Today, the president traveled to Osawatomie, Kansas, in Michael Know Beran’s words “to unveil his latest persona: Teddy Roosevelt, who delivered his “New Nationalism” manifesto in the town’s John Brown Cemetery in August 1910.”
And yea, the Democrat did invoke the Republican who also favored a more muscular state than had that energetic early twentieth century leader’s predecessors. Only problem is, as Beran reminds us:
The difference is that in 1910 government spending amounted to about 8 percent percent of GDP. A century later it comes to around 40 percent. The country today has too much state, not too little.
At this point, I’d settle for government spending (at all levels) three times what it was a century ago.
UPDATE: Writing about the speech, Tina Korbe observes:
Today in Osawatomie, Kan., Barack Obama laid bare his progressive agenda, calling for more federal involvement in education, increased spending on infrastructure, an extension of the payroll tax cut and increased taxes on the rich. . . .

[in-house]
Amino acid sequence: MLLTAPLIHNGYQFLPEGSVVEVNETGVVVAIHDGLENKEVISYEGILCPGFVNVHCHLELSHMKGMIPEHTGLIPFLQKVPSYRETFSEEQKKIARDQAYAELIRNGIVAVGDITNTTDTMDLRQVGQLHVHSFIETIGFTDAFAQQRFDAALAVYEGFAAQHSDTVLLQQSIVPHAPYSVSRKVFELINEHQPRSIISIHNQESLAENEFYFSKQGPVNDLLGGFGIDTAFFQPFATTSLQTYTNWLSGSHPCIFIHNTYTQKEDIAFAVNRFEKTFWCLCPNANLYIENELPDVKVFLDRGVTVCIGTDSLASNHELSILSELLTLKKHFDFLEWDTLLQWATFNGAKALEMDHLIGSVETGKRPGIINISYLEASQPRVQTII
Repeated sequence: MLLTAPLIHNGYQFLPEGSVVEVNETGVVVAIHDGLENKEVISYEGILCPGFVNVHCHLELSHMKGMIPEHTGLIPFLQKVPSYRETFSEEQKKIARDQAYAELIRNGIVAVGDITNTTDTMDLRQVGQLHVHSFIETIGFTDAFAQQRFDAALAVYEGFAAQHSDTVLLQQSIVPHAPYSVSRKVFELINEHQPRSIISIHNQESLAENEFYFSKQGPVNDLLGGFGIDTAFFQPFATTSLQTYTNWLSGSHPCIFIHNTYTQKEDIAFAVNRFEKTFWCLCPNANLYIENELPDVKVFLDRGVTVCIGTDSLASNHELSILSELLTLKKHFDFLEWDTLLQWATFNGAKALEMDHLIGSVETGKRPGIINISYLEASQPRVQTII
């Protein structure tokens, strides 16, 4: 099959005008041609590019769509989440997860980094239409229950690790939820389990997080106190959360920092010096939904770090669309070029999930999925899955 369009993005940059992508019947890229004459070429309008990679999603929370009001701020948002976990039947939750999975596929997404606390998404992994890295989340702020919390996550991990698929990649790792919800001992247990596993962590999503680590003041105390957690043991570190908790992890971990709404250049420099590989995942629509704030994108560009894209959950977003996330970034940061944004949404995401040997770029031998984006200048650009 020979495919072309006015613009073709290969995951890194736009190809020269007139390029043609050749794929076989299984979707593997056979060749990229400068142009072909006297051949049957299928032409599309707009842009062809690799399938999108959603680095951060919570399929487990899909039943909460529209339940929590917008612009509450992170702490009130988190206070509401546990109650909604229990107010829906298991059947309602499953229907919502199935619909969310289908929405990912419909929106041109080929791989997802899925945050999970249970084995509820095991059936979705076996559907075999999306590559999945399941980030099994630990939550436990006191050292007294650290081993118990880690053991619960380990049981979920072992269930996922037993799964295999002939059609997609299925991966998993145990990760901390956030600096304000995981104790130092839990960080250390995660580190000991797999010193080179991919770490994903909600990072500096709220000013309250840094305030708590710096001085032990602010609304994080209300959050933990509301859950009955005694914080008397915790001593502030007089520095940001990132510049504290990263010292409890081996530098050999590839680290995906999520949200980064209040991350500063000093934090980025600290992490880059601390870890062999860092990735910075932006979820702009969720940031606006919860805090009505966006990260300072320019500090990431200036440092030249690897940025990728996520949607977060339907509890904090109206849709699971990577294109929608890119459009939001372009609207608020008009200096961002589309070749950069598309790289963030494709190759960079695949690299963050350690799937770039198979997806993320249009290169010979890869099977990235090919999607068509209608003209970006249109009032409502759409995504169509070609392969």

. . . on the whole, the president was pretty transparent about his belief that big government makes everything better.
Seems that every time the incumbent gives one of his ballyhooed big speeches, he calls for more federal spending and greater government intervention. Doesn’t this guy remember that he won the Oval Office by promising a “net spending cut”?
UP-UPDATE: About the incumbent’s attempt to compare himself to the Republican progressive, Victor Davis Hanson writes, “What we have here is an adolescent president in desperate search of an adult identity of his own, without which he borrows liberally from others, often oddly from Republicans or conservatives.” Read the whole thing.